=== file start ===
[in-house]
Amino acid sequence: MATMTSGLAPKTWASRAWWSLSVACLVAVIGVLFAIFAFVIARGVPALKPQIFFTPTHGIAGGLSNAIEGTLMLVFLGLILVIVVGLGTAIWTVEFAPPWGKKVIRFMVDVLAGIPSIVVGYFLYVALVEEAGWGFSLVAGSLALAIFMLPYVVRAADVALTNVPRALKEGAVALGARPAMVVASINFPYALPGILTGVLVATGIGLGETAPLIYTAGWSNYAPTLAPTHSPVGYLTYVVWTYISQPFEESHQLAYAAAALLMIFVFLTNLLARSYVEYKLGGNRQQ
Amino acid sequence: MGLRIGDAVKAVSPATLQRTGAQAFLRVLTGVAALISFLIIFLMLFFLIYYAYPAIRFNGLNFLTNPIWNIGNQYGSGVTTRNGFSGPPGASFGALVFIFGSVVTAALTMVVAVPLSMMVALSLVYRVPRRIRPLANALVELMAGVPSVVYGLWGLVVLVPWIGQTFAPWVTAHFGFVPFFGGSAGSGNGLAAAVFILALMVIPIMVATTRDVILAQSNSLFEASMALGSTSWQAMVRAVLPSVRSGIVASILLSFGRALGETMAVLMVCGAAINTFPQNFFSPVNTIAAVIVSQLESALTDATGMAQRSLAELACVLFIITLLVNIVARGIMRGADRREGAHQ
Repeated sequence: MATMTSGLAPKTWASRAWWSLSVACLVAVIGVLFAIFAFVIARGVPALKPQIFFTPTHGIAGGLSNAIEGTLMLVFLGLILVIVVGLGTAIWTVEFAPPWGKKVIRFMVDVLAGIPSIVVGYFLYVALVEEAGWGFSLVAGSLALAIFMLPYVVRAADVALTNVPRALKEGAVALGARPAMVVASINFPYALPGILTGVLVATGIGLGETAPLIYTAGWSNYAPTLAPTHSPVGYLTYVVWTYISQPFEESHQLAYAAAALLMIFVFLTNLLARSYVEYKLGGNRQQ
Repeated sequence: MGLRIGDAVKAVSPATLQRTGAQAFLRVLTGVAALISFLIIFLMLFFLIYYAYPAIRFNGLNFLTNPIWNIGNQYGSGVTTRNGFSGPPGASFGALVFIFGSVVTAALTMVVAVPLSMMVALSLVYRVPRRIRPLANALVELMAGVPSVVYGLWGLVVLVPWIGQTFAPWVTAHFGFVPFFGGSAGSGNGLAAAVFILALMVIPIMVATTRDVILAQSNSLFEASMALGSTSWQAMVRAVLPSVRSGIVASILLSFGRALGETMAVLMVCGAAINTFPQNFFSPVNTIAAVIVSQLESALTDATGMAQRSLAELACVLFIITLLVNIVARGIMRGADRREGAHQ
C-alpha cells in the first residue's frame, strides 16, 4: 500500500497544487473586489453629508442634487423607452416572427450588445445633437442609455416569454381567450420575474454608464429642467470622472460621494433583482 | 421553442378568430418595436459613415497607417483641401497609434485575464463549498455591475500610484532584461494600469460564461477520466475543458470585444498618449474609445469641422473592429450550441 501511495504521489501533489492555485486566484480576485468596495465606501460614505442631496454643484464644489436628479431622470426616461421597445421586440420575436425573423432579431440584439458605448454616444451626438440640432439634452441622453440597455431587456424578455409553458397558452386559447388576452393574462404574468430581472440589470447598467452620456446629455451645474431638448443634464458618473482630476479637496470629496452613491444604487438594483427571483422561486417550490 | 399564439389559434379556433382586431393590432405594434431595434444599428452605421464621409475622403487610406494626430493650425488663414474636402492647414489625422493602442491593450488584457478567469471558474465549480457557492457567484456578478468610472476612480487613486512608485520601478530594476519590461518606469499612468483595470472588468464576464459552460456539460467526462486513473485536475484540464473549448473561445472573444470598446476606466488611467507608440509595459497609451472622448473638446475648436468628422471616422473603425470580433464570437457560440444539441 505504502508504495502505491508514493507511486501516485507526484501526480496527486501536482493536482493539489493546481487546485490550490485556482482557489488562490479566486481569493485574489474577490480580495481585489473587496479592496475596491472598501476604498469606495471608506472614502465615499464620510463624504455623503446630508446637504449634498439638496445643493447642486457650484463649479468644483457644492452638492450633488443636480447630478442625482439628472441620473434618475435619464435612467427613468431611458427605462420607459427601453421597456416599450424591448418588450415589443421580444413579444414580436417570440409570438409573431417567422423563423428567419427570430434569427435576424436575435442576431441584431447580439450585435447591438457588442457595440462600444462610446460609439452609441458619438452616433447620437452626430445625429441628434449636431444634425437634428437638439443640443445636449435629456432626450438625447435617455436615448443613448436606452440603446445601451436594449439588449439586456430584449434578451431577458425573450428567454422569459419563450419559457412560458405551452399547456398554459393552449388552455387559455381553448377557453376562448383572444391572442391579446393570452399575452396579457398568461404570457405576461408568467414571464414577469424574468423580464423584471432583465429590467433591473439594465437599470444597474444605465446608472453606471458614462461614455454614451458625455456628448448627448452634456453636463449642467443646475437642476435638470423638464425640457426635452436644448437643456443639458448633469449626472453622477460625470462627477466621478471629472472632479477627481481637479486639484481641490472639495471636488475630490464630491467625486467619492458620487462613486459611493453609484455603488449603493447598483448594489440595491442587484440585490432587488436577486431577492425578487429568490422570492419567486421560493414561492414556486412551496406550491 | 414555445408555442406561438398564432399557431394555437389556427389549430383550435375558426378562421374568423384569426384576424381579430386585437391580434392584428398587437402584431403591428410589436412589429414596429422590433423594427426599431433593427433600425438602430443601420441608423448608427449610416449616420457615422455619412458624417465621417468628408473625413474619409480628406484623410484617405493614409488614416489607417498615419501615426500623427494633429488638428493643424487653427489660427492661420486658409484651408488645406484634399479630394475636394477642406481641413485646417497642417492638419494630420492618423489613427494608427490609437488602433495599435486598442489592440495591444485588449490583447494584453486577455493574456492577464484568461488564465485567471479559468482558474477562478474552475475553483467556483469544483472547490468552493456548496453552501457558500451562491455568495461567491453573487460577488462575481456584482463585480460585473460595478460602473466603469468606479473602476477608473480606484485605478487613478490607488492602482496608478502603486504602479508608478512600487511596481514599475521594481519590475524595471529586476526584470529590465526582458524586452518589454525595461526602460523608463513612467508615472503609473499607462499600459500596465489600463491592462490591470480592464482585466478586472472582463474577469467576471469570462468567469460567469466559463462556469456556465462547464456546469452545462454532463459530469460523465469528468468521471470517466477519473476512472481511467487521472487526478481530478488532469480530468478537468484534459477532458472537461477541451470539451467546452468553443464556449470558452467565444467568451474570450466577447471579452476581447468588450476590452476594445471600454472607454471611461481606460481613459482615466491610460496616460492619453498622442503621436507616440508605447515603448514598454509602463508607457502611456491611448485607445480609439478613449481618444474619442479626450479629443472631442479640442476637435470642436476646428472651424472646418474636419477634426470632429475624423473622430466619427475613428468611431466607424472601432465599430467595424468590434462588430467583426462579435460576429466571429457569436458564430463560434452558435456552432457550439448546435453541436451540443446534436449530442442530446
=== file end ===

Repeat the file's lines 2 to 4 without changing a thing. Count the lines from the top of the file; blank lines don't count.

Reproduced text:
Amino acid sequence: MATMTSGLAPKTWASRAWWSLSVACLVAVIGVLFAIFAFVIARGVPALKPQIFFTPTHGIAGGLSNAIEGTLMLVFLGLILVIVVGLGTAIWTVEFAPPWGKKVIRFMVDVLAGIPSIVVGYFLYVALVEEAGWGFSLVAGSLALAIFMLPYVVRAADVALTNVPRALKEGAVALGARPAMVVASINFPYALPGILTGVLVATGIGLGETAPLIYTAGWSNYAPTLAPTHSPVGYLTYVVWTYISQPFEESHQLAYAAAALLMIFVFLTNLLARSYVEYKLGGNRQQ
Amino acid sequence: MGLRIGDAVKAVSPATLQRTGAQAFLRVLTGVAALISFLIIFLMLFFLIYYAYPAIRFNGLNFLTNPIWNIGNQYGSGVTTRNGFSGPPGASFGALVFIFGSVVTAALTMVVAVPLSMMVALSLVYRVPRRIRPLANALVELMAGVPSVVYGLWGLVVLVPWIGQTFAPWVTAHFGFVPFFGGSAGSGNGLAAAVFILALMVIPIMVATTRDVILAQSNSLFEASMALGSTSWQAMVRAVLPSVRSGIVASILLSFGRALGETMAVLMVCGAAINTFPQNFFSPVNTIAAVIVSQLESALTDATGMAQRSLAELACVLFIITLLVNIVARGIMRGADRREGAHQ
Repeated sequence: MATMTSGLAPKTWASRAWWSLSVACLVAVIGVLFAIFAFVIARGVPALKPQIFFTPTHGIAGGLSNAIEGTLMLVFLGLILVIVVGLGTAIWTVEFAPPWGKKVIRFMVDVLAGIPSIVVGYFLYVALVEEAGWGFSLVAGSLALAIFMLPYVVRAADVALTNVPRALKEGAVALGARPAMVVASINFPYALPGILTGVLVATGIGLGETAPLIYTAGWSNYAPTLAPTHSPVGYLTYVVWTYISQPFEESHQLAYAAAALLMIFVFLTNLLARSYVEYKLGGNRQQ